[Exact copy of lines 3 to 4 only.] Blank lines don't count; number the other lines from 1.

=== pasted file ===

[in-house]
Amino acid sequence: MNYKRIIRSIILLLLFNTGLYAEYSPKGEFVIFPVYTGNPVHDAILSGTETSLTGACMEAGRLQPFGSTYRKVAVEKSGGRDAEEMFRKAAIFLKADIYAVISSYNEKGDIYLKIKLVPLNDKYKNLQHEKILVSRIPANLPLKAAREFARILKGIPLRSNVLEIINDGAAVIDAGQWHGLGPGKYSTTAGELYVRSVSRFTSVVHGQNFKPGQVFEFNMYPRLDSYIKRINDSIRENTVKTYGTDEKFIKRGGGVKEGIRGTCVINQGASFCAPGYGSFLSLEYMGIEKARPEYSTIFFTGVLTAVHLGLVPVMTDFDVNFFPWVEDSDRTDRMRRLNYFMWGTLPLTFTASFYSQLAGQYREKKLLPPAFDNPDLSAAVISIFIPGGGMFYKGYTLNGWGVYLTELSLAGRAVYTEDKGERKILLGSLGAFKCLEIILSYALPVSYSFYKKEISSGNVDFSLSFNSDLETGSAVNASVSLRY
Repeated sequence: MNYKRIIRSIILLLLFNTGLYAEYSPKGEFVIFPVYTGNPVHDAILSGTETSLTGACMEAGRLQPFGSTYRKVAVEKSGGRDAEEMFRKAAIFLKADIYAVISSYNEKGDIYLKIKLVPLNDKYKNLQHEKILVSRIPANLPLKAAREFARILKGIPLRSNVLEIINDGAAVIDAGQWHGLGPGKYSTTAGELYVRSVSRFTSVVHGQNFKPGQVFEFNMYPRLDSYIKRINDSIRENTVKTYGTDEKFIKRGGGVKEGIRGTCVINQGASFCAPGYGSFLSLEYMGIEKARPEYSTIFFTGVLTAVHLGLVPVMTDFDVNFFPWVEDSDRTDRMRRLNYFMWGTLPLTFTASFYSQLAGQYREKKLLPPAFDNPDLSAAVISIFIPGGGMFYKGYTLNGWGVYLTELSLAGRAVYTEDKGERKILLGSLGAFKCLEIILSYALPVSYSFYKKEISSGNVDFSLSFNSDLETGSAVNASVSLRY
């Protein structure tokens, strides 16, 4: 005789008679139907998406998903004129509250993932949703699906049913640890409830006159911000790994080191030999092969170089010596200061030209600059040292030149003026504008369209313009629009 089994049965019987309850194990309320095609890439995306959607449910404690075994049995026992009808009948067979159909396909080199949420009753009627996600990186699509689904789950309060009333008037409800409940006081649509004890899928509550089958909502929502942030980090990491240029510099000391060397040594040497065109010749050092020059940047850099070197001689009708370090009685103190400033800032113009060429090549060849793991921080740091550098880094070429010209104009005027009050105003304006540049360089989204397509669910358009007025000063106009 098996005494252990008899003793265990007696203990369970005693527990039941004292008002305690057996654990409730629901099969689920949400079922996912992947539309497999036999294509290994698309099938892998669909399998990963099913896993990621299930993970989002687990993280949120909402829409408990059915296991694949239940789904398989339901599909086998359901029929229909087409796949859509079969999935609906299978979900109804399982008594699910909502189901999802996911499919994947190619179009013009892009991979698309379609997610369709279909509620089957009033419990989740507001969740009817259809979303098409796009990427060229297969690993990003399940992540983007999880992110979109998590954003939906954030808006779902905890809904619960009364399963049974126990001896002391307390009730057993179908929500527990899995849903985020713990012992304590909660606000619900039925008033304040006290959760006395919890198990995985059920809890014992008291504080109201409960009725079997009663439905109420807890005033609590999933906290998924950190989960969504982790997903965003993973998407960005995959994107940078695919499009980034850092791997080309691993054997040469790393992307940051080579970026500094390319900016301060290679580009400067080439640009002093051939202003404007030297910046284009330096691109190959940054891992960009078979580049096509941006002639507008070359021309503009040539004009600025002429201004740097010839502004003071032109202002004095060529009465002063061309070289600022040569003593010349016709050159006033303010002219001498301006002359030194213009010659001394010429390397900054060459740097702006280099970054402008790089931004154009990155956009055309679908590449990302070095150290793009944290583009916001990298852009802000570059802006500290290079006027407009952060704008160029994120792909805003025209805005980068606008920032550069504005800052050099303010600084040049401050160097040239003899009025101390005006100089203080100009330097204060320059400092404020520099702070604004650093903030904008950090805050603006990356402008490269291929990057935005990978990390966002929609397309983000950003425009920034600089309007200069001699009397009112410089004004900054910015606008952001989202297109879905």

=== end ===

Repeated sequence: MNYKRIIRSIILLLLFNTGLYAEYSPKGEFVIFPVYTGNPVHDAILSGTETSLTGACMEAGRLQPFGSTYRKVAVEKSGGRDAEEMFRKAAIFLKADIYAVISSYNEKGDIYLKIKLVPLNDKYKNLQHEKILVSRIPANLPLKAAREFARILKGIPLRSNVLEIINDGAAVIDAGQWHGLGPGKYSTTAGELYVRSVSRFTSVVHGQNFKPGQVFEFNMYPRLDSYIKRINDSIRENTVKTYGTDEKFIKRGGGVKEGIRGTCVINQGASFCAPGYGSFLSLEYMGIEKARPEYSTIFFTGVLTAVHLGLVPVMTDFDVNFFPWVEDSDRTDRMRRLNYFMWGTLPLTFTASFYSQLAGQYREKKLLPPAFDNPDLSAAVISIFIPGGGMFYKGYTLNGWGVYLTELSLAGRAVYTEDKGERKILLGSLGAFKCLEIILSYALPVSYSFYKKEISSGNVDFSLSFNSDLETGSAVNASVSLRY
């Protein structure tokens, strides 16, 4: 005789008679139907998406998903004129509250993932949703699906049913640890409830006159911000790994080191030999092969170089010596200061030209600059040292030149003026504008369209313009629009 089994049965019987309850194990309320095609890439995306959607449910404690075994049995026992009808009948067979159909396909080199949420009753009627996600990186699509689904789950309060009333008037409800409940006081649509004890899928509550089958909502929502942030980090990491240029510099000391060397040594040497065109010749050092020059940047850099070197001689009708370090009685103190400033800032113009060429090549060849793991921080740091550098880094070429010209104009005027009050105003304006540049360089989204397509669910358009007025000063106009 098996005494252990008899003793265990007696203990369970005693527990039941004292008002305690057996654990409730629901099969689920949400079922996912992947539309497999036999294509290994698309099938892998669909399998990963099913896993990621299930993970989002687990993280949120909402829409408990059915296991694949239940789904398989339901599909086998359901029929229909087409796949859509079969999935609906299978979900109804399982008594699910909502189901999802996911499919994947190619179009013009892009991979698309379609997610369709279909509620089957009033419990989740507001969740009817259809979303098409796009990427060229297969690993990003399940992540983007999880992110979109998590954003939906954030808006779902905890809904619960009364399963049974126990001896002391307390009730057993179908929500527990899995849903985020713990012992304590909660606000619900039925008033304040006290959760006395919890198990995985059920809890014992008291504080109201409960009725079997009663439905109420807890005033609590999933906290998924950190989960969504982790997903965003993973998407960005995959994107940078695919499009980034850092791997080309691993054997040469790393992307940051080579970026500094390319900016301060290679580009400067080439640009002093051939202003404007030297910046284009330096691109190959940054891992960009078979580049096509941006002639507008070359021309503009040539004009600025002429201004740097010839502004003071032109202002004095060529009465002063061309070289600022040569003593010349016709050159006033303010002219001498301006002359030194213009010659001394010429390397900054060459740097702006280099970054402008790089931004154009990155956009055309679908590449990302070095150290793009944290583009916001990298852009802000570059802006500290290079006027407009952060704008160029994120792909805003025209805005980068606008920032550069504005800052050099303010600084040049401050160097040239003899009025101390005006100089203080100009330097204060320059400092404020520099702070604004650093903030904008950090805050603006990356402008490269291929990057935005990978990390966002929609397309983000950003425009920034600089309007200069001699009397009112410089004004900054910015606008952001989202297109879905």